Hearing stories of transforming moments offers hope that there is something beyond routine living day by day. James Loder provides a helpful explanation. He had his moment early in his career as a professor at Princeton Seminary. He spent the rest of his academic years explaining it in biblical and psychological terms.
His moment came on September 2, 1970, traveling to Canada for a vacation. He saw a middle-aged woman standing near a disabled car. He stopped to help. Just as he had his head under the fender trying to change a tire, this car was hit from behind by a driver who had fallen asleep at the wheel. James Loder explained his reaction in The Transforming Moment.
“As I roused myself from under the car, a steady surge of life was rushing through me. I never felt more conscious of the life that poured through me, nor more aware that this life was not my own. My well-being came from beyond my natural strength. By far, the most significant and memorable effect was not the pain, nor the anger, but the gracious nature of the life I was experiencing. My sense was that the power was emanating from the center of Another’s awareness—an awareness that positively, even joyfully, intended my well-being.”
James Loder offers a number of observations about such specific experiences. He was conversant with the theories of psychologists about this kind of peak experience. While they can describe and classify various such events, they cannot explain the “what” content of such experiences. There is no way to validate as truth such an impression of life beyond the ordinary. It is finally the person with such experiences who has to determine it to be authoritative for how he or she lives in the future.
In other writings, I have distinguished stages of faith, especially from Confirmed Faith—believing what the church teaches—to Convicted Faith—accepting the truth of the Gospel as the truth for me. How that happens differs among individuals. Usually, the process could be described as faith insights that add up over time to transformations. There is no human way to “speed up” such transformation, beyond praying for it and seeing what it looks like in other believers around you.
Loder rightfully writes about the “theological repression” of these convictional experiences. They are too subjective to fit into the rigorous demands of theological thinking and too unique to be coped with by highly generalized theological systems. Such is my experience studying systematic theology and looking for the truth that ties everything together. Academic theology is the wrong place to look. The story language of the personal convictions of individuals is a better source.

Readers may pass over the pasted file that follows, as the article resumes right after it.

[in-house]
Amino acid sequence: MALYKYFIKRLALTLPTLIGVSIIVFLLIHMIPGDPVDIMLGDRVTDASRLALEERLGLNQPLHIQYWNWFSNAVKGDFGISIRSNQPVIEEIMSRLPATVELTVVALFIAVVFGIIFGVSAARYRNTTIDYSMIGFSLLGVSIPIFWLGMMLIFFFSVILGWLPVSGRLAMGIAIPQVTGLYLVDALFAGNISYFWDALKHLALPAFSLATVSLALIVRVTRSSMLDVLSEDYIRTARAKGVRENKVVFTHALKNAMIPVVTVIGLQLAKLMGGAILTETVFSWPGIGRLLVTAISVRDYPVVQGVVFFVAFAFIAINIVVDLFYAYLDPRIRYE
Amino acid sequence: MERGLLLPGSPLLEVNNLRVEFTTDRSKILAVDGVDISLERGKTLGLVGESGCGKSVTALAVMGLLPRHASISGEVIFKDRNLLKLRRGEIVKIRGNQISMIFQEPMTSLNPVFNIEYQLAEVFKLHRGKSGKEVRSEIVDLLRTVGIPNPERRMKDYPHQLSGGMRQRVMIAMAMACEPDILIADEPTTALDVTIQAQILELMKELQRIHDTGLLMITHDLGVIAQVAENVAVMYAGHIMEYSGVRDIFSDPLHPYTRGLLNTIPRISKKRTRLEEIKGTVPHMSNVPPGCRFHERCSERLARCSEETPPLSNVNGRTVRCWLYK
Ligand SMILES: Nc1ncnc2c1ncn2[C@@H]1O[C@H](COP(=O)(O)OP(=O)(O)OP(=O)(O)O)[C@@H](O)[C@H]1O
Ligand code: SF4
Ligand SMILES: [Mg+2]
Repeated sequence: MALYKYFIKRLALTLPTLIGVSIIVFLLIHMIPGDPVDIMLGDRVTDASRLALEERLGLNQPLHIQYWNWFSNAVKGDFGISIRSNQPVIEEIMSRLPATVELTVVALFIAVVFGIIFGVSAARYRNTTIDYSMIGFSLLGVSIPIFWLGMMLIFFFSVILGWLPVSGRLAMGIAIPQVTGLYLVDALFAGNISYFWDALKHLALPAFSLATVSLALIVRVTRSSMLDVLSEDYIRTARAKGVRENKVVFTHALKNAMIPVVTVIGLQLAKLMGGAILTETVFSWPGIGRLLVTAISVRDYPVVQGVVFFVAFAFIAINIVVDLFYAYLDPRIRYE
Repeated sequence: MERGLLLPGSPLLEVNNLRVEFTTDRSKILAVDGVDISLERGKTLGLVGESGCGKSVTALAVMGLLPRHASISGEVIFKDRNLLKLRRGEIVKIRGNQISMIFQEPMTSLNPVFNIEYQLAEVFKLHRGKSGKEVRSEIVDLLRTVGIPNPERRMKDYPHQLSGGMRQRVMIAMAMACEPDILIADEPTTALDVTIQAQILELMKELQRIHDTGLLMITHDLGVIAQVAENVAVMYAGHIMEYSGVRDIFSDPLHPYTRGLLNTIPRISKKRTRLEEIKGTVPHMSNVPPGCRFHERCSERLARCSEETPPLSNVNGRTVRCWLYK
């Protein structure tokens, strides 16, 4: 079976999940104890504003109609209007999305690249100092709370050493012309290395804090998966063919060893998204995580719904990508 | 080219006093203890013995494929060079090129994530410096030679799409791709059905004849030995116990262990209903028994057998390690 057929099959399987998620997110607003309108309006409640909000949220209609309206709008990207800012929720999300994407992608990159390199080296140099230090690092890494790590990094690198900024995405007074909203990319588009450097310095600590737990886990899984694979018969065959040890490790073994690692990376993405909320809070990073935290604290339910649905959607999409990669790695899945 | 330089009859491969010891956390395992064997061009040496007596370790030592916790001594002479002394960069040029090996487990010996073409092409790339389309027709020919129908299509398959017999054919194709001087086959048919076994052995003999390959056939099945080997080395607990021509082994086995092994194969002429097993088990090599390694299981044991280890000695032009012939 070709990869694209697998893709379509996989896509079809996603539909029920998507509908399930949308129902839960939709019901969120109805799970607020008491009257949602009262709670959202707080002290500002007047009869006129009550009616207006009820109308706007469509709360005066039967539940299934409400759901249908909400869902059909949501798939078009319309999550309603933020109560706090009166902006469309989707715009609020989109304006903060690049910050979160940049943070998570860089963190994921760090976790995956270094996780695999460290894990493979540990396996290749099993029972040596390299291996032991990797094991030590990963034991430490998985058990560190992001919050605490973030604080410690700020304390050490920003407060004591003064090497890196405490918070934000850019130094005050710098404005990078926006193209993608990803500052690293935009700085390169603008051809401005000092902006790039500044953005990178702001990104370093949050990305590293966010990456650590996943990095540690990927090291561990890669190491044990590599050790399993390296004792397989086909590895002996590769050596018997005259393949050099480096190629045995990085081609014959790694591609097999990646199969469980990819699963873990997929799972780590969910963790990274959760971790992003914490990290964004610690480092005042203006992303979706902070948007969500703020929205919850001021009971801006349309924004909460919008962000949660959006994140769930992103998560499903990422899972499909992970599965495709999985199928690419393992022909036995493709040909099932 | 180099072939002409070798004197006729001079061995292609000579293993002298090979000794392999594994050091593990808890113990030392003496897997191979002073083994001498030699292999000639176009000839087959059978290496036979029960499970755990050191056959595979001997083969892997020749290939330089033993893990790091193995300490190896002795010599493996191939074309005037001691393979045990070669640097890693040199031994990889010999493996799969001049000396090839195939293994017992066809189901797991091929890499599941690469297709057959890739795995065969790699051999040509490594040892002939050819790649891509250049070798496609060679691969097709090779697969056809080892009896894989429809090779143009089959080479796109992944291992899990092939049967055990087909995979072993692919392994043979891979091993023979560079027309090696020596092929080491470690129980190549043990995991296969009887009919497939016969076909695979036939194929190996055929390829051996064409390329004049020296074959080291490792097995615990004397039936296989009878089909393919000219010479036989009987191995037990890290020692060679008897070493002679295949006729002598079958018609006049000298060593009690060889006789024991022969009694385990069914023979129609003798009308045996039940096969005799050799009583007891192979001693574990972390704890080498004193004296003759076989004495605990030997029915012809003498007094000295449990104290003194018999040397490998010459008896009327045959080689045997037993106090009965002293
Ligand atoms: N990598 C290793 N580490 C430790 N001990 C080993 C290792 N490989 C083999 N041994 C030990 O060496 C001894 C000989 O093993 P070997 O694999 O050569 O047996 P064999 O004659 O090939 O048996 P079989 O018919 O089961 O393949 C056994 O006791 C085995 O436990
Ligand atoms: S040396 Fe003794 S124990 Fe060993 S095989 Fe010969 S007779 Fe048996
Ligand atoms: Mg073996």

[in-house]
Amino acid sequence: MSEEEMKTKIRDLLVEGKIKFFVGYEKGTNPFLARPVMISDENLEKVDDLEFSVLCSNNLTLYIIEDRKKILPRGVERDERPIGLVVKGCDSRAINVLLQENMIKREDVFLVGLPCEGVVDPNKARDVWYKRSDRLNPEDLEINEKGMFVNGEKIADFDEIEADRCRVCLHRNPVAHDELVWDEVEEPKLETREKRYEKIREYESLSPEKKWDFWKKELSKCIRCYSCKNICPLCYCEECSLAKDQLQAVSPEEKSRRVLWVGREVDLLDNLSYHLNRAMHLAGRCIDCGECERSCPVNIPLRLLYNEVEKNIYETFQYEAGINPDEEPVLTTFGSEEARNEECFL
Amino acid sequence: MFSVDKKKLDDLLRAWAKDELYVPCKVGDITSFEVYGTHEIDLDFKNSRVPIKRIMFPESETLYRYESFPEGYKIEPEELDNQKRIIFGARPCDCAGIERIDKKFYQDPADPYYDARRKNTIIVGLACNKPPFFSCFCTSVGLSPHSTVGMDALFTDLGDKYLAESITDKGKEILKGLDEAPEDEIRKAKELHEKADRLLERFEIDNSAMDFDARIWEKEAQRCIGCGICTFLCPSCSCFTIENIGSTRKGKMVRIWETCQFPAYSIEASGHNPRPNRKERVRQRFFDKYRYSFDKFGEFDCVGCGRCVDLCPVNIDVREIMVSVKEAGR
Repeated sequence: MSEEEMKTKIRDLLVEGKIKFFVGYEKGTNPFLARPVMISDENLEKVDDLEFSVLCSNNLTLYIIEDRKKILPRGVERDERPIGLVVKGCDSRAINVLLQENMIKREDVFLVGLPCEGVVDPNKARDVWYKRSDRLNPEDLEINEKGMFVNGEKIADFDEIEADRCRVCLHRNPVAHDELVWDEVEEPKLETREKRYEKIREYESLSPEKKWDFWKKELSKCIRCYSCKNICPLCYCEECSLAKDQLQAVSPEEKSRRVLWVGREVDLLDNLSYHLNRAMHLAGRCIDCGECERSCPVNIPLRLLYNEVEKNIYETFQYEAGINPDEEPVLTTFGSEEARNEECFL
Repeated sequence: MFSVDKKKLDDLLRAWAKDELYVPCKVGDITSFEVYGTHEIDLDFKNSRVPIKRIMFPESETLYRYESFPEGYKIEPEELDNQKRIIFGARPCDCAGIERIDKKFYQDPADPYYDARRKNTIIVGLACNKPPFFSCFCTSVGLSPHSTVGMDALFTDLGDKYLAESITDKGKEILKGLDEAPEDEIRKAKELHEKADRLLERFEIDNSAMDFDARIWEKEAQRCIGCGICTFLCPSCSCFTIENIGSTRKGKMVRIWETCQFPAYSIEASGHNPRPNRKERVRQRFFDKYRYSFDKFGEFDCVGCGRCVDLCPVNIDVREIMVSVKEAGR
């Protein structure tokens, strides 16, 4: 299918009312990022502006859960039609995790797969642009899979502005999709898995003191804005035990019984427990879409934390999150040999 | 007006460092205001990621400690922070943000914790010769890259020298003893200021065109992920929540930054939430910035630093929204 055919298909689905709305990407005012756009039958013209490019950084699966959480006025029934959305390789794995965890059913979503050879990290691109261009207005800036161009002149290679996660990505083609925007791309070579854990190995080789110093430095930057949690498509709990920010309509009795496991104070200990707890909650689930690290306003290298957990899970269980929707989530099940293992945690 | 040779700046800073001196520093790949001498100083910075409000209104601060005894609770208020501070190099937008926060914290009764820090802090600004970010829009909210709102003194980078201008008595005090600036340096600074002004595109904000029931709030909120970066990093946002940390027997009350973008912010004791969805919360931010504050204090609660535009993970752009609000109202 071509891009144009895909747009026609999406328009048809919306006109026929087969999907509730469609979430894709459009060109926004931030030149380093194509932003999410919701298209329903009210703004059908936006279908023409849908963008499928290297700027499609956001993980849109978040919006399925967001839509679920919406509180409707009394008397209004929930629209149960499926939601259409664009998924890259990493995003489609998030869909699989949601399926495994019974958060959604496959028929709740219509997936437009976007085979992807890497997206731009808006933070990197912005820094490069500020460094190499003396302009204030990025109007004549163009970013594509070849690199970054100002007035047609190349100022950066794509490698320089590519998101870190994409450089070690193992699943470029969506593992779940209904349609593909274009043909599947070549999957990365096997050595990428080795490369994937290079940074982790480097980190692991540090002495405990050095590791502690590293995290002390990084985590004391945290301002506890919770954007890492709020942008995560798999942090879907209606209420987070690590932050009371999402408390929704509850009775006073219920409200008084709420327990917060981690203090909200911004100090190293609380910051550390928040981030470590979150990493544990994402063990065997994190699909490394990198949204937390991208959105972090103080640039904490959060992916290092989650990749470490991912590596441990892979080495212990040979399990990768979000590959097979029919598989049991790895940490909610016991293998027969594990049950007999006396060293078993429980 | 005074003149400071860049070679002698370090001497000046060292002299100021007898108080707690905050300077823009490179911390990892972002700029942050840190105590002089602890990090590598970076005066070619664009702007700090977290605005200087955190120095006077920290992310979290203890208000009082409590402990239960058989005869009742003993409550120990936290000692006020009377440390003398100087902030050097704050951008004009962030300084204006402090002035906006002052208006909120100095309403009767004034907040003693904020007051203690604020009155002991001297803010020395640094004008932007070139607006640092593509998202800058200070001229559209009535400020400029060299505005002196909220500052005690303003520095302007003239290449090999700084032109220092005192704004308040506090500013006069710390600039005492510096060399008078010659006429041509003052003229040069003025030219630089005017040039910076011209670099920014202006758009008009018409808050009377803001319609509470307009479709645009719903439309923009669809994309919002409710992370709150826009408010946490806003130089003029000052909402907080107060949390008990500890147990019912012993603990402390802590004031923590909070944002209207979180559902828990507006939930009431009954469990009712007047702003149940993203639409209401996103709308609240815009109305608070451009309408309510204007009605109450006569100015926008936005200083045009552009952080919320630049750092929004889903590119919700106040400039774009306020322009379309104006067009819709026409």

Consider Loder’s conclusion: “The effect of this repression manifests itself, for example, within the United Presbyterian Church, U.S.A., a mainline denomination of which I am a member. It stresses theology, a cognitive, confessional orientation to faith, and academically trained clergy; as a result, it generally appeals to the middle and upper social strata of society. An open conversation about convicting experiences and their significance for life and faith is the exception among Presbyterians.”
“Yet a recent survey showed that 80 percent of our clergy and approximately half of our lay constituency have had such experiences. The theological repression of that experience has generated a deep, untapped convictional unconscious among Presbyterians, and, on the basis of other research, I would suspect among other churches as well.”
What Loder says about Presbyterians I know to be true of Lutherans, based on my research and dozens of workshops I have led.
Surely the way forward for the withering mainline church bodies is to have participants share their stories of their personal conviction and how this work of Christ’s Spirit affects the way they live.
Have you had a special experience of the “gracious nature of life” like that of Prof James Loder? Do you know anyone who has? Do you agree with him that in traditional churches there is a “theological repression” of such convictional experiences?
Dan Esala says
Dave, thanks so much for bringing this topic up. It’s very meaningful to me, personally, and yet, I have a tendency to be one of those repressors.My training I guess.
David Luecke says
Hi, Dan. Glad you are reading these blogs and that this one was special for you.
Jeanne R. says
I do believe there is a “theological repression” of such convictional experiences. I have used my experiences to help guide my own children who are now college-age. Their high school experiences exposed them to more than I can remember as an adolescent in high school. By sharing my experiences of the way Christ’s Spirit has touched my life, it helped them to hone in on those senses in their lives and to help them realize when the Spirit is helping to guide them. I’ve found that my teenagers need the knowledge and the skills to understand how the Holy Spirit works in their life and to listen for them. It has truly been amazing to see then and to see now how that has made a difference for them.
David Luecke says
Wonderful. I wish churches could do a better job of identifying the Spirit at work, especially with teens. I am about to release http://www.VirtualFellowship.church. It will encourage participants in a congregation to tell their personal stories of Spirit Sightings and new faith insights.